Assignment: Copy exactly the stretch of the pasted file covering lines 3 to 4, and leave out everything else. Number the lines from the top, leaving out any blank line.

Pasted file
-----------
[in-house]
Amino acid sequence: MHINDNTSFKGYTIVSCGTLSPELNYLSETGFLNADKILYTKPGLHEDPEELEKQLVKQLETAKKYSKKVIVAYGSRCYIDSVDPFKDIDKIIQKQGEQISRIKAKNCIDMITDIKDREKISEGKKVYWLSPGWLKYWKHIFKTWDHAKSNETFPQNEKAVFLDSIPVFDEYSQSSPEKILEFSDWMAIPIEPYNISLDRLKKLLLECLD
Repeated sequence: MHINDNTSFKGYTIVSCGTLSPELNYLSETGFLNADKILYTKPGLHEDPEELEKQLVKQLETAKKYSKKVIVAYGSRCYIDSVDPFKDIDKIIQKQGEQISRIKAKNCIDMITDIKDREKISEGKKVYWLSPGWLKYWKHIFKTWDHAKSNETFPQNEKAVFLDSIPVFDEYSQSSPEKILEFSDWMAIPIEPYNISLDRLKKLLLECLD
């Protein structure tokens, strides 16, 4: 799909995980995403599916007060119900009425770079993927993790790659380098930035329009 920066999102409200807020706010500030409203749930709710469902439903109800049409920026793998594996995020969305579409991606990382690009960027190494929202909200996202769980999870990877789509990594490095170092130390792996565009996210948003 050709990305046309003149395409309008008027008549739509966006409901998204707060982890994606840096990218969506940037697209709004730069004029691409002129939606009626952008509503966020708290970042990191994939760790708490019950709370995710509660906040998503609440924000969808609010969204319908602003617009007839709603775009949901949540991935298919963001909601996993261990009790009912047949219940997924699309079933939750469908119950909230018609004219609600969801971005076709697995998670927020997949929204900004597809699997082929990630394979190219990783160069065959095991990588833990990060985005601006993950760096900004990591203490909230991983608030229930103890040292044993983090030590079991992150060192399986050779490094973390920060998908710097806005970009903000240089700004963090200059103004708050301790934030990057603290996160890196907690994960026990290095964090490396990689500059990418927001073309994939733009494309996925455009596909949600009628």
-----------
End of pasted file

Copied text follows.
Repeated sequence: MHINDNTSFKGYTIVSCGTLSPELNYLSETGFLNADKILYTKPGLHEDPEELEKQLVKQLETAKKYSKKVIVAYGSRCYIDSVDPFKDIDKIIQKQGEQISRIKAKNCIDMITDIKDREKISEGKKVYWLSPGWLKYWKHIFKTWDHAKSNETFPQNEKAVFLDSIPVFDEYSQSSPEKILEFSDWMAIPIEPYNISLDRLKKLLLECLD
């Protein structure tokens, strides 16, 4: 799909995980995403599916007060119900009425770079993927993790790659380098930035329009 920066999102409200807020706010500030409203749930709710469902439903109800049409920026793998594996995020969305579409991606990382690009960027190494929202909200996202769980999870990877789509990594490095170092130390792996565009996210948003 050709990305046309003149395409309008008027008549739509966006409901998204707060982890994606840096990218969506940037697209709004730069004029691409002129939606009626952008509503966020708290970042990191994939760790708490019950709370995710509660906040998503609440924000969808609010969204319908602003617009007839709603775009949901949540991935298919963001909601996993261990009790009912047949219940997924699309079933939750469908119950909230018609004219609600969801971005076709697995998670927020997949929204900004597809699997082929990630394979190219990783160069065959095991990588833990990060985005601006993950760096900004990591203490909230991983608030229930103890040292044993983090030590079991992150060192399986050779490094973390920060998908710097806005970009903000240089700004963090200059103004708050301790934030990057603290996160890196907690994960026990290095964090490396990689500059990418927001073309994939733009494309996925455009596909949600009628």